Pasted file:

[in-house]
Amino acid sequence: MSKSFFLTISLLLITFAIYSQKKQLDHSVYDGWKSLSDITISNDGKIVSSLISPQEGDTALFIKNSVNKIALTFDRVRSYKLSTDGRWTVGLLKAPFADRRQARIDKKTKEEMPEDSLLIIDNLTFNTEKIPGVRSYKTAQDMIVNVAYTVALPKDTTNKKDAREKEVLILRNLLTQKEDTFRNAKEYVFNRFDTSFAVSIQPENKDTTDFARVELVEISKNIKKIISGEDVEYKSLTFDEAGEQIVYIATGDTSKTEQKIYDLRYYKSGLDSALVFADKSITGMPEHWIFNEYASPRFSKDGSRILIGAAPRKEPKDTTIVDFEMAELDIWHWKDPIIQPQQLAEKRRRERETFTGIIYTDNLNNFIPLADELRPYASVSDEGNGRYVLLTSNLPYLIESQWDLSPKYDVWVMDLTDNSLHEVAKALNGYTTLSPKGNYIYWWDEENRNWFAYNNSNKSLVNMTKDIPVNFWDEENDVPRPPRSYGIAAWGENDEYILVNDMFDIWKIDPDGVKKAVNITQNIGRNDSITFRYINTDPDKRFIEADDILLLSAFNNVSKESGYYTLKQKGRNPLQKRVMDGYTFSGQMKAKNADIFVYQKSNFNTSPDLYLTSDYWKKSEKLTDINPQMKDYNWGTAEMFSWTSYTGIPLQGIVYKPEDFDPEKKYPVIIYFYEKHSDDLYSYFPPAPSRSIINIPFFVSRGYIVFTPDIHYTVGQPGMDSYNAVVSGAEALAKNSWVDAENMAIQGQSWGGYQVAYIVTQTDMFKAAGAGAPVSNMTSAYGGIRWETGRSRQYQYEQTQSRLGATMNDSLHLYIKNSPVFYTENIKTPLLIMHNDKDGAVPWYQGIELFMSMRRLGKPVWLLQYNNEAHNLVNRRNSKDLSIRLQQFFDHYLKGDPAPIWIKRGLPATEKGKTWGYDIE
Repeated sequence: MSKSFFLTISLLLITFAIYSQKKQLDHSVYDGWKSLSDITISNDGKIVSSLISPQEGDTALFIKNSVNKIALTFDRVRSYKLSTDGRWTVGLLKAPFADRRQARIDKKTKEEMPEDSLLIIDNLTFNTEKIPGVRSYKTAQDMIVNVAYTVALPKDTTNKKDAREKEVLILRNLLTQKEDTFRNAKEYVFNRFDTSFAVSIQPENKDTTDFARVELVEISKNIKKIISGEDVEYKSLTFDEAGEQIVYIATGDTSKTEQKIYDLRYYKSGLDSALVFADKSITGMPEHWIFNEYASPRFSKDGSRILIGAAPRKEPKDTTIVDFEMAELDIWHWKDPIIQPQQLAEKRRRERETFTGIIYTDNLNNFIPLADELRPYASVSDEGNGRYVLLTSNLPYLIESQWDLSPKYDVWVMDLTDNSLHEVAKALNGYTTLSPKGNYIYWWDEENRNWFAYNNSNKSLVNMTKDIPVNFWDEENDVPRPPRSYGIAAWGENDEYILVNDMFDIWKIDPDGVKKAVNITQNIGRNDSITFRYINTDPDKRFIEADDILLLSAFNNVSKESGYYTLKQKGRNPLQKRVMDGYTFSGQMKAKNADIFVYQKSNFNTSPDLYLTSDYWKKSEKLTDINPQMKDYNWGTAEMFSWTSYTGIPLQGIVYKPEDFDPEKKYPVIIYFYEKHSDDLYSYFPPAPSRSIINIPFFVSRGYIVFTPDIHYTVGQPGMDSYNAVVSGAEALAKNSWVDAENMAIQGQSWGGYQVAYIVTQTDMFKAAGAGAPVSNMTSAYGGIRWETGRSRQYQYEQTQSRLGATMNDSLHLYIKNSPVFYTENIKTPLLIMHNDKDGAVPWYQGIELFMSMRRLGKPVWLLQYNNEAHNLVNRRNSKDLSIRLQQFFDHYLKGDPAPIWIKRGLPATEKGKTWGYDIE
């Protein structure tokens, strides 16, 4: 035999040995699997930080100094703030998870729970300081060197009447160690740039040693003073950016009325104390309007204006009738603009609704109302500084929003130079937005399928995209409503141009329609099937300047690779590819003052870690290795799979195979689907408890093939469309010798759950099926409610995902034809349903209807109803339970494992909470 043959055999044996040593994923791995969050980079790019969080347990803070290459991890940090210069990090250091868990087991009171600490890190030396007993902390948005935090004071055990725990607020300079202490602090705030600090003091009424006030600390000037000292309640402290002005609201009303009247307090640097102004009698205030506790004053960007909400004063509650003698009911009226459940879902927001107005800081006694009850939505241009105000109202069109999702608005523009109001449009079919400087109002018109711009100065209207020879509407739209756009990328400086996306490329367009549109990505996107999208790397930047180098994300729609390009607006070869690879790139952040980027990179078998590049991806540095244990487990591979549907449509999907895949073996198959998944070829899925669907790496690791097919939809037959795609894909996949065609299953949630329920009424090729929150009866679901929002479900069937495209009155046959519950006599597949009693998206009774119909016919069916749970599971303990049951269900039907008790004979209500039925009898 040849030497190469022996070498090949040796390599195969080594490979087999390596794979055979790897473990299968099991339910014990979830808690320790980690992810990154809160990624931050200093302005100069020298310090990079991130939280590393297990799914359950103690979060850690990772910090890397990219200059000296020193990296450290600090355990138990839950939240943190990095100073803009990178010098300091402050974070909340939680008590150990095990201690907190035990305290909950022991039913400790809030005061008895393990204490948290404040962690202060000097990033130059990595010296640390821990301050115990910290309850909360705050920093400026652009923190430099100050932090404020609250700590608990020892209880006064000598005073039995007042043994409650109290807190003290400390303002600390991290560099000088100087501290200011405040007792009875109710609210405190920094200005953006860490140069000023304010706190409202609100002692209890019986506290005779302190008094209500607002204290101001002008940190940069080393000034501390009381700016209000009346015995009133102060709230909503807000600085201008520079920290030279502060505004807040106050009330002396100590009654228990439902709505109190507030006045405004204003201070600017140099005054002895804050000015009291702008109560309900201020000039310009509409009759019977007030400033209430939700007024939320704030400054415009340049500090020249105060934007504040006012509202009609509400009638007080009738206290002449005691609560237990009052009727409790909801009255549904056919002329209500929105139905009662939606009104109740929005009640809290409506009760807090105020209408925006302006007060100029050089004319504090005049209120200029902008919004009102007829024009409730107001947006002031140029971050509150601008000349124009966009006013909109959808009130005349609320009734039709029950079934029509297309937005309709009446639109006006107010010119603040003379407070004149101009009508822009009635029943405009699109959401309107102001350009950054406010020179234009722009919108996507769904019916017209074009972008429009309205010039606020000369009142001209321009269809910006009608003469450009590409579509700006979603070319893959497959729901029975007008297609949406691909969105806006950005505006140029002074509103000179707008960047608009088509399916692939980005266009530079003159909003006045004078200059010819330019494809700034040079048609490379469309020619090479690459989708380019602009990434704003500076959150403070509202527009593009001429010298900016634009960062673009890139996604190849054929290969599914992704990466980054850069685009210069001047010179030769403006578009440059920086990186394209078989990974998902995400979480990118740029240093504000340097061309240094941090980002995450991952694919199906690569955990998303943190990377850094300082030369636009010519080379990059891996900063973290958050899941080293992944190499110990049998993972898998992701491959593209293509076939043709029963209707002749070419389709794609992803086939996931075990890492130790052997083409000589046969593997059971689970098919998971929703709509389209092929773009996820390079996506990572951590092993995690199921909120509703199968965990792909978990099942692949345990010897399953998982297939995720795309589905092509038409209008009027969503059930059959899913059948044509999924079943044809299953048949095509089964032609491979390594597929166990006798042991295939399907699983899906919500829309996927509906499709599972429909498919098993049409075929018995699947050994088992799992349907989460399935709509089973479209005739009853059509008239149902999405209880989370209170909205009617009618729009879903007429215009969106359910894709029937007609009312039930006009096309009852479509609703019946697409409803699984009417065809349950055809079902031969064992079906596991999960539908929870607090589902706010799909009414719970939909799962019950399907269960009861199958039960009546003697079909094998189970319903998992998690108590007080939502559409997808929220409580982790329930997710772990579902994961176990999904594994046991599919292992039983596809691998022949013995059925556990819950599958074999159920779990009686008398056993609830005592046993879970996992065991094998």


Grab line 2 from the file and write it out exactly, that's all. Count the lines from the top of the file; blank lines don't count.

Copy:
Amino acid sequence: MSKSFFLTISLLLITFAIYSQKKQLDHSVYDGWKSLSDITISNDGKIVSSLISPQEGDTALFIKNSVNKIALTFDRVRSYKLSTDGRWTVGLLKAPFADRRQARIDKKTKEEMPEDSLLIIDNLTFNTEKIPGVRSYKTAQDMIVNVAYTVALPKDTTNKKDAREKEVLILRNLLTQKEDTFRNAKEYVFNRFDTSFAVSIQPENKDTTDFARVELVEISKNIKKIISGEDVEYKSLTFDEAGEQIVYIATGDTSKTEQKIYDLRYYKSGLDSALVFADKSITGMPEHWIFNEYASPRFSKDGSRILIGAAPRKEPKDTTIVDFEMAELDIWHWKDPIIQPQQLAEKRRRERETFTGIIYTDNLNNFIPLADELRPYASVSDEGNGRYVLLTSNLPYLIESQWDLSPKYDVWVMDLTDNSLHEVAKALNGYTTLSPKGNYIYWWDEENRNWFAYNNSNKSLVNMTKDIPVNFWDEENDVPRPPRSYGIAAWGENDEYILVNDMFDIWKIDPDGVKKAVNITQNIGRNDSITFRYINTDPDKRFIEADDILLLSAFNNVSKESGYYTLKQKGRNPLQKRVMDGYTFSGQMKAKNADIFVYQKSNFNTSPDLYLTSDYWKKSEKLTDINPQMKDYNWGTAEMFSWTSYTGIPLQGIVYKPEDFDPEKKYPVIIYFYEKHSDDLYSYFPPAPSRSIINIPFFVSRGYIVFTPDIHYTVGQPGMDSYNAVVSGAEALAKNSWVDAENMAIQGQSWGGYQVAYIVTQTDMFKAAGAGAPVSNMTSAYGGIRWETGRSRQYQYEQTQSRLGATMNDSLHLYIKNSPVFYTENIKTPLLIMHNDKDGAVPWYQGIELFMSMRRLGKPVWLLQYNNEAHNLVNRRNSKDLSIRLQQFFDHYLKGDPAPIWIKRGLPATEKGKTWGYDIE